Why Ebola Isn’t A Matter To Joke About

This afternoon  I watched Twitter explode again as news broke of an infected person being cared for in Dallas. Some of the responses were misguided and unfortunate panic. Some were to mock and joke about the terrible disease. Both responses are hard for me to hear, not necessarily because my mom had Ebola, but because of what is still happening in Western Africa to people in communities that are facing this terrible disease. The reality of it and the horror is overwhelming. I write this not to shame anyone, but to ask us to speak carefully about the plight of our fellow human beings who are suffering and to not make comedy the terrible things of this world. I want to call us to prayer and action to fight Ebola and to care for suffering people. Let the facts below help bring some sober judgement and resolute action as to how to deal with Ebola in the US and the world.

UNICEF reported this about the plight of children in Western Africa yesterday:

At least 3,700 children in Guinea, Liberia and Sierra Leone have lost one or both parents to Ebola since the start of the outbreak in West Africa, according to preliminary UNICEF estimates, and many are being rejected by their surviving relatives for fear of infection.

“Thousands of children are living through the deaths of their mother, father or family members from Ebola,” said Manuel Fontaine, UNICEF Regional Director for West & Central Africa, who just returned from a two-week visit to Guinea, Liberia and Sierra Leone. “These children urgently need special attention and support; yet many of them feel unwanted and even abandoned. Orphans are usually taken in by a member of the extended family, but in some communities, the fear surrounding Ebola is becoming stronger than family ties.”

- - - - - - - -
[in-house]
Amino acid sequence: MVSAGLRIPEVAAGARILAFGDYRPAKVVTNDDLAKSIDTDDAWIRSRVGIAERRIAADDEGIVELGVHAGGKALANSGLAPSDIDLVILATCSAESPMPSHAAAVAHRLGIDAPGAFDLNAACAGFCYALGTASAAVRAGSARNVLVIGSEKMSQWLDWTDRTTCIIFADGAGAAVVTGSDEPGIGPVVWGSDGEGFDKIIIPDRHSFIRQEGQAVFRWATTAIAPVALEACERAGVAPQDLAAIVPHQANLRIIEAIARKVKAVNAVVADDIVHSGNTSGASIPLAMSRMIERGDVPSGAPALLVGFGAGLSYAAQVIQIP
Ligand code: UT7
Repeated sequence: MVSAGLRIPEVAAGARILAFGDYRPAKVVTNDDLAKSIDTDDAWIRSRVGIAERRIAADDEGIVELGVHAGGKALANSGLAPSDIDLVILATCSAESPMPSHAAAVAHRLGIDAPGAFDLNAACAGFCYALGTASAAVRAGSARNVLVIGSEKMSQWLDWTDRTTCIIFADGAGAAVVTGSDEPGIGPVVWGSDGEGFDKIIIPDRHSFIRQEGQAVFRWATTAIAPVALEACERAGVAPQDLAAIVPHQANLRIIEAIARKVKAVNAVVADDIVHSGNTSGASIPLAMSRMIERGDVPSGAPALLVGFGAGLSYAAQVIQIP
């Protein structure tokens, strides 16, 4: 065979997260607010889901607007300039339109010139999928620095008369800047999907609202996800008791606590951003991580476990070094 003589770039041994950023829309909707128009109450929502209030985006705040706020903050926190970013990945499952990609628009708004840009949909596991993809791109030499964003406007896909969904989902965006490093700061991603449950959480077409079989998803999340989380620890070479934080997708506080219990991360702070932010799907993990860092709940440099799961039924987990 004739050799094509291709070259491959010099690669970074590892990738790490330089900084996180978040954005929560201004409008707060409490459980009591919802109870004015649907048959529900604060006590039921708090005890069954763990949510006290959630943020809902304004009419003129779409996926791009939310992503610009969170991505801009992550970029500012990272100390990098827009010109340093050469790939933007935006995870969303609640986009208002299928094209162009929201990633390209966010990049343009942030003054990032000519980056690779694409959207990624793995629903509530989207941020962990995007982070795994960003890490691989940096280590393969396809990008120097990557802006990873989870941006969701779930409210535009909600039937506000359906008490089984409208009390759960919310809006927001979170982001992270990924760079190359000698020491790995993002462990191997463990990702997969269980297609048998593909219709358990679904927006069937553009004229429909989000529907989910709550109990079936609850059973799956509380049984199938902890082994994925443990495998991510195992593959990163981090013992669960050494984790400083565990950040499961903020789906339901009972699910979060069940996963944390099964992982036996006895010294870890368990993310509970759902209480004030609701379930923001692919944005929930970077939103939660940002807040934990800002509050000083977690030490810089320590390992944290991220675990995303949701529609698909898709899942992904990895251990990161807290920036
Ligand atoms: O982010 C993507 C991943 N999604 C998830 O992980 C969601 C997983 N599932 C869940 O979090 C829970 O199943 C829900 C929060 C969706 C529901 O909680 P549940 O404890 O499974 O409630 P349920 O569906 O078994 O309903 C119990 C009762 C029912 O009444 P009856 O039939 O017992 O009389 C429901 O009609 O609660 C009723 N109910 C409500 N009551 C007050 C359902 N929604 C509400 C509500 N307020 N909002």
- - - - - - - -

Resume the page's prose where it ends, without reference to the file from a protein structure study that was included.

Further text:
And this video from Liberia is haunting and horrific. 

SIM, my parents mission agency, has begun a week-long call to pray for the end of Ebola. Visit their site here: http://praytoendebola.org

All Who Are Weary

The true servant of God should mark well the feature in Christ’s character which is here brought out, and rest his soul upon it. The best among us must often see in himself a vast amount of defects and infirmities, and must feel ashamed of his poor attainments in religion. But do we simply believe in Jesus? Do we cling to Him, and roll all our burdens on Him? Can we say with sincerity and truth, as Peter said afterwards, “Lord, Thou knowest all things: Thou knowest that I love Thee?” Then let us take comfort in the words of Christ before us, and not give way to despondency. The Lord Jesus did not despise the eleven because of their feebleness, but bore with them and saved them to the end, because they believed. And He never changes. What He did for them, He will do for us.

J. C. Ryle, Expository Thoughts on John, vol. 3 (New York: Robert Carter & Brothers, 1880), 170.